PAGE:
Deciding on when to shut off your engine is no idle matter


April 03, 1991|By Susan McGrath | Susan McGrath,Los Angeles Times Syndicate

YOU JUMP in your car. Turn it on, fasten the seat belt. Oops, forgot to turn on the answering machine. Leap out of the car, into the house, back again, engine still running, off you go. Uh-oh. Looks like there is road construction up ahead. Wait . . . wait . . . wait. On your way again. Pull into a fast-food joint. Drive through, of course. Wait in line, listen to the radio.

The American Automobile Association estimates that, depending on the make and condition of your car, you burn between one-half and one gallon of gasoline an hour while your engine is idling. It adds up.

More important, while you are going nowhere, your car is spewing its usual gaseous soup of chemical pollutants into the air. In fact, it is probably spewing a larger-than-usual serving of that soup. According to data collected by California's South Coast Air Quality Board, a car moving 5 miles an hour pollutes about three times as much as a car moving 55 miles an hour does. A car that is idling pollutes even more.

Clearly, if you are going to be idling for any length of time, it would be better to turn off your engine and restart it when you are ready to move. But what is that length of time? Syndicated auto columnist Bob Sikorsky says that if you're going to be idling for more than 30 seconds, you will save on gas by switching off.

But what about emissions? The Air Quality Board came up with these figures: While idling, a theoretical average car emits 0.66 grams of reactive hydrocarbons (HC) and 7.04 grams of carbon monoxide (CO) a minute. Restarting a warm engine puffs 3.08 grams of HC and 15.57 grams of CO into the air. So you'd have to be stopped longer than 4.67 minutes to gain on HCs, but 2.21 minutes of waiting justifies turning off your engine for CO emissions.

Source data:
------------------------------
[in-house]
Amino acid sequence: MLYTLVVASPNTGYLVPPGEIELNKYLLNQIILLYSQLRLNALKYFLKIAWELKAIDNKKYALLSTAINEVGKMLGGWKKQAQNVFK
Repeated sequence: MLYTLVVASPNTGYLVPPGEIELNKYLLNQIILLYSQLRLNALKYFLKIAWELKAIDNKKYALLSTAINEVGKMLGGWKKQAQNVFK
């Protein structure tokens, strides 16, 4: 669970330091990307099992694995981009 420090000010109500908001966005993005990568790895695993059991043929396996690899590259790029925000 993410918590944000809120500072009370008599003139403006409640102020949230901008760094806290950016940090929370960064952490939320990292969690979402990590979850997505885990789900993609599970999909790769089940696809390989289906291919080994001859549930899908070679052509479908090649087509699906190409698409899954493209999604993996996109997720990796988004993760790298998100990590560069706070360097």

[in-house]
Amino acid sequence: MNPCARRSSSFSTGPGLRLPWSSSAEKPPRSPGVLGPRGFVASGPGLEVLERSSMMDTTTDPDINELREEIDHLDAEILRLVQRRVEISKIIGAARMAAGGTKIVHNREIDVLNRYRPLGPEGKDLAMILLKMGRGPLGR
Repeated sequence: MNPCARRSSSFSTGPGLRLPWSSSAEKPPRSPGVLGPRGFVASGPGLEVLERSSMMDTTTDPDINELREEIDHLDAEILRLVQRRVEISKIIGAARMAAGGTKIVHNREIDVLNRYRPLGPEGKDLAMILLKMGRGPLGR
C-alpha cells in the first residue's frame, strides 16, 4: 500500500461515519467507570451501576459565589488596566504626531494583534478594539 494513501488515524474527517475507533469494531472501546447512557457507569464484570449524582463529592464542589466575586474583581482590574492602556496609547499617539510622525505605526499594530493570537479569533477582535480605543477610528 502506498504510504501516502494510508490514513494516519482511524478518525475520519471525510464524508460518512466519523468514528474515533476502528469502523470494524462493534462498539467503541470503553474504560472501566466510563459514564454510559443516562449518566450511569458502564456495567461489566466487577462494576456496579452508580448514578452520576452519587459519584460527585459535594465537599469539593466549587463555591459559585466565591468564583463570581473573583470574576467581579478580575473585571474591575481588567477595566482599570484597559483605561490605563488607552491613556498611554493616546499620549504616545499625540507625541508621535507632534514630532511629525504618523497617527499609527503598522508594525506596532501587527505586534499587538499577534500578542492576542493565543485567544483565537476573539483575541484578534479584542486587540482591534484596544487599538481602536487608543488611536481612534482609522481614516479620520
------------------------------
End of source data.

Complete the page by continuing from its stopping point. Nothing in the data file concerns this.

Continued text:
The Air Quality Board reckons you should split it more or less down the middle, and switch off if you expect to be idling for three minutes or longer. A New York City law already requires that.

What does this mean for your car? Preston Sheriff, technical service specialist for the American Automobile Association of Washington state, suggests that some people aren't sure their cars will restart if repeatedly turned off and restarted again while still hot. Furthermore, he points out, if you do this every few minutes, say at a succession of long traffic lights, restarting can drain the battery without giving it time to recharge.

Idling isn't great for your engine, either. The cooling system doesn't function as well, and the richer mixture your car runs on when idling can allow gas to get past the rings to contaminate your crankcase oil.

For the well-being of your car, Sheriff recommends turning off the engine if you expect to be idling longer than four minutes.

So there you have it. Next time you are waiting in line and you think it'll be more than three or four minutes, turn off your engine.

Once you know that it is best not to idle for more than a few minutes, the sight of idling engines all around you may begin to drive you to distraction. I can't recommend telling strangers to turn off their cars. However, if you have access to a company newsletter or bulletin board, use it to let other people know they can save gas, improve air quality and spare their cars by switching off their engines.

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